Thursday, 21 May 2020

The Invaders

Some days, right from the outset, do not quite go according to plan for me.    Is it the same for you?
Right from the moment I got up things seem to have gone wrong all along the line.   Two long phone calls, a bad attack of the shakes (I have an annoying condition called Essential Tremor, not at all dangerous, runs in families, just jolly annoying).  I had several 'business' e mails which needed answering but each time I got part way through an answer I hit the wrong key and sent the e mail off into space and had to start again.  Then after lunch instead of my usual walk I decided that there were one or two jobs in the garden I could manage.   I did manage them but with difficulty because my balance is not brilliant and I can't walk without a stick.   Still, I got the fresh air and I got the jobs completed eventually.   Anyhow enough of that - let's have a look at these 'invaders'.

I love invaders.   My gardener does not.   There is nothing he likes better than going around with the hoe chopping them off as soon as they appear and the only reason he doesn't do it is that he would have me to contend with - and I wasn't a school teacher for nothing D.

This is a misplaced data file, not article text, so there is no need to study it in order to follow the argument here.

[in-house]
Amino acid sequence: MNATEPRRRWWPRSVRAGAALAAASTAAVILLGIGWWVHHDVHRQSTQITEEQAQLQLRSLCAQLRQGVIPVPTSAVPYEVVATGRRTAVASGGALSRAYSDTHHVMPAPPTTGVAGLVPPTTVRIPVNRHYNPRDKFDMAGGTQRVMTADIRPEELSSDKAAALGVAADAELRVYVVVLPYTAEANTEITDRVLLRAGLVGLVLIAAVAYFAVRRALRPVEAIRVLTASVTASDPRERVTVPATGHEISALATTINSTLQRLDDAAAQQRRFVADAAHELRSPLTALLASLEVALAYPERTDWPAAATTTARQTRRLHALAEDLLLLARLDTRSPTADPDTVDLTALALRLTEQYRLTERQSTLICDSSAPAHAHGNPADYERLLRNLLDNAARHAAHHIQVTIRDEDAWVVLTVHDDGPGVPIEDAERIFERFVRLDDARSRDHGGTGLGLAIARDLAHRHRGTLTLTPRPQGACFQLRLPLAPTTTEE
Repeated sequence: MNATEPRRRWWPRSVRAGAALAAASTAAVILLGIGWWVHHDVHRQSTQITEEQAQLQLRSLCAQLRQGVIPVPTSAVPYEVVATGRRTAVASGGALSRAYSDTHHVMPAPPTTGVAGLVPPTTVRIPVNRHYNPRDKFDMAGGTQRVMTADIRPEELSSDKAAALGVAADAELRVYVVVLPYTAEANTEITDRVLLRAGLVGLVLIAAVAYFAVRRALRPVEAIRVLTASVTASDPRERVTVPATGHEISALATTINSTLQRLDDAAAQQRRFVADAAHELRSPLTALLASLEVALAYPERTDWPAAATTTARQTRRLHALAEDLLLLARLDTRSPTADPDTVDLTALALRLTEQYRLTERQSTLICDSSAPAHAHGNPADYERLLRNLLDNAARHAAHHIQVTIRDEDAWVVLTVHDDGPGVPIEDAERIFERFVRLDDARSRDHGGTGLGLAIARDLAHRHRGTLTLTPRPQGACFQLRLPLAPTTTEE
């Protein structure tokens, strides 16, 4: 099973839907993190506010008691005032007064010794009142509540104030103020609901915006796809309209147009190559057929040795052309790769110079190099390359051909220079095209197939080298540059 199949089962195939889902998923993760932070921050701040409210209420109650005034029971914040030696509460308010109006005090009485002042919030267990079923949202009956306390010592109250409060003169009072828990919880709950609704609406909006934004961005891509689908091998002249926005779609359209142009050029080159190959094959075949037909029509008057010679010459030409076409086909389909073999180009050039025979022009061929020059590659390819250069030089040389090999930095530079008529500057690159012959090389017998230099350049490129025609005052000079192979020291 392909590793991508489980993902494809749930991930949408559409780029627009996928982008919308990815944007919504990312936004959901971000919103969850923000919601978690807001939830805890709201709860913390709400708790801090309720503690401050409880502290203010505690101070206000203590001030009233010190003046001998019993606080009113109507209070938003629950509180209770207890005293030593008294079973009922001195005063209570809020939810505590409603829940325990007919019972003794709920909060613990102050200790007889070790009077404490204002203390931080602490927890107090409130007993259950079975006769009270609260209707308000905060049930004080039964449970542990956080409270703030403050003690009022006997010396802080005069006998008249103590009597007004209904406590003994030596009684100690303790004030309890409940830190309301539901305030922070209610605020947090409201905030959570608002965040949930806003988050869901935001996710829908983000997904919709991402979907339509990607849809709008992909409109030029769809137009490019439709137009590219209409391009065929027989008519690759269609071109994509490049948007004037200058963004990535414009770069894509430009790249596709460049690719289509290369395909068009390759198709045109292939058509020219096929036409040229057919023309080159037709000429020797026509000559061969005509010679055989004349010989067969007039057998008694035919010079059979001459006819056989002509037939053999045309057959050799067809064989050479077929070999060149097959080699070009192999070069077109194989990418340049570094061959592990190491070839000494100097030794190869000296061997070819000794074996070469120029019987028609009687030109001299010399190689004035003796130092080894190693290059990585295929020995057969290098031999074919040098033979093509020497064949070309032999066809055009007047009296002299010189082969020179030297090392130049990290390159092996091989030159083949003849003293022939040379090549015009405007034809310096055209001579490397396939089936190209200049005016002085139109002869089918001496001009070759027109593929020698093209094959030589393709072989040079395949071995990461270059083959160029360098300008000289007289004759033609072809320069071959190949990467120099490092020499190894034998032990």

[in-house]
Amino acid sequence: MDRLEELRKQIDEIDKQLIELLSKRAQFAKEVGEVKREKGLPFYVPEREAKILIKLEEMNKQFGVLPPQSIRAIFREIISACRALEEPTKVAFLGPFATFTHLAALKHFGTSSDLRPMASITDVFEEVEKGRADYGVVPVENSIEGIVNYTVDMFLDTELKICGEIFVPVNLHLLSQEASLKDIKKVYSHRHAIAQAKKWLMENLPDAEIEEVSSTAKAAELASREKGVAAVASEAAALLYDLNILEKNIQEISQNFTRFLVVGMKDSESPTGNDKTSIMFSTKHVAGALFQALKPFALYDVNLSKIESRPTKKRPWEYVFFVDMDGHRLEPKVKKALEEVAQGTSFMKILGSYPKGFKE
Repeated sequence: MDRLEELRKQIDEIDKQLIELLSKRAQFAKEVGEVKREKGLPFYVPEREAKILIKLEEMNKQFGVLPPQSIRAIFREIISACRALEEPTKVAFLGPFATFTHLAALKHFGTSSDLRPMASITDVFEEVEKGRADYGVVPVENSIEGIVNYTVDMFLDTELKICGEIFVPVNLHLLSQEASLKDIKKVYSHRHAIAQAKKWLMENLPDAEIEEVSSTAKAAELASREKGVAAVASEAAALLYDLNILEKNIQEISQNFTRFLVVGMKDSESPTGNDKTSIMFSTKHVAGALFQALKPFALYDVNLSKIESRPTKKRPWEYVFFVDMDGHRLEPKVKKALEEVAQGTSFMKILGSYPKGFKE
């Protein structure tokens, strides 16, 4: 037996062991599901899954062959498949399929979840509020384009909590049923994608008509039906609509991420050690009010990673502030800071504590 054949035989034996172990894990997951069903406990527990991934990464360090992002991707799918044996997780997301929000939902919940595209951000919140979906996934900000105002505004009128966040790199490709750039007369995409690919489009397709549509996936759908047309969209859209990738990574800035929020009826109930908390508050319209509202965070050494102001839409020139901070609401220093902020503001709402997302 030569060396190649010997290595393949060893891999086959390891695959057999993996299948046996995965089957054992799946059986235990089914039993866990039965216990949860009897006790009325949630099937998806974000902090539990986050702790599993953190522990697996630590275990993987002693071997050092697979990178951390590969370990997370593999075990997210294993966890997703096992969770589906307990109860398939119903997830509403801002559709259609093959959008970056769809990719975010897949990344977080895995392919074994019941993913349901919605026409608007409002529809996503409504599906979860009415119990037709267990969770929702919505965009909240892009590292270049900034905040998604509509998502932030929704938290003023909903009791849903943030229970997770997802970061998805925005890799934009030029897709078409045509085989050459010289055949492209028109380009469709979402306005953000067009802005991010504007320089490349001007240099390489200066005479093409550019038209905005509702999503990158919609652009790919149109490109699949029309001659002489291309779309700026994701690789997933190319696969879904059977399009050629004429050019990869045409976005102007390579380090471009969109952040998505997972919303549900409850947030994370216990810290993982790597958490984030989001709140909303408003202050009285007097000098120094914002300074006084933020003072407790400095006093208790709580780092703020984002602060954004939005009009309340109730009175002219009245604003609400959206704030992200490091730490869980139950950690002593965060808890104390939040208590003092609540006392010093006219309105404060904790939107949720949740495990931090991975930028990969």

The first of these invaders, just coming into bloom as I write is the Aquelegia.   Last year I bought a pretty two coloured (deep pink and yellow) large flowered one and a smaller flowered double purple one.   This  year they are popping up all over the place - some like the parent and some unseen before - seeds which must have come in from somewhere else.   My neighbour H has plenty of diferent ones in her garden and in an effort to curb their enthusiasm she chopped a whole lot of creamy-pink ones off this morning and brought me a bunch to put in water.   I took a photo for you but even my camera is refusing to cooperate today.

Already the next invader is beginning to pop up everywhere.   Last year I did allow my gardener to hoe some up until one escaped his beady eye and I realised just how beautiful they were.   This year they are everywhere - large, deep pink, poppies.   Their foliage is a greeyish green and I noticed at least twenty this morning, some between cracks in the paving, others in the garden itself.   Everyone is staying.   They can give me maximum pleasure.

I wonder what else (other than the dreaded Mares Tail)  might arrive.   We shall have to wait and see.
**Something went right - at last my photograph printed.

30 comments:

Librarian said...

Both are beautiful flowers! The first one is called Akelei in German. I love them for their somehow old-fashioned charm; nothing posh or fancy about them, just delicate beauty, and I had no idea they are invasive. Nice of your neighbour to bring you some after she has reduced their number in her own garden.

pat chester said...

love Aqualegias - have several different colours in my garden and I also bought two a week ago. Delight yourself with them. I have now managed to set up a blog to motivate myself during lockdown - learning curve on how to do it. If you want to look it is www.pastorswife69.com

John "By Stargoose And Hanglands" said...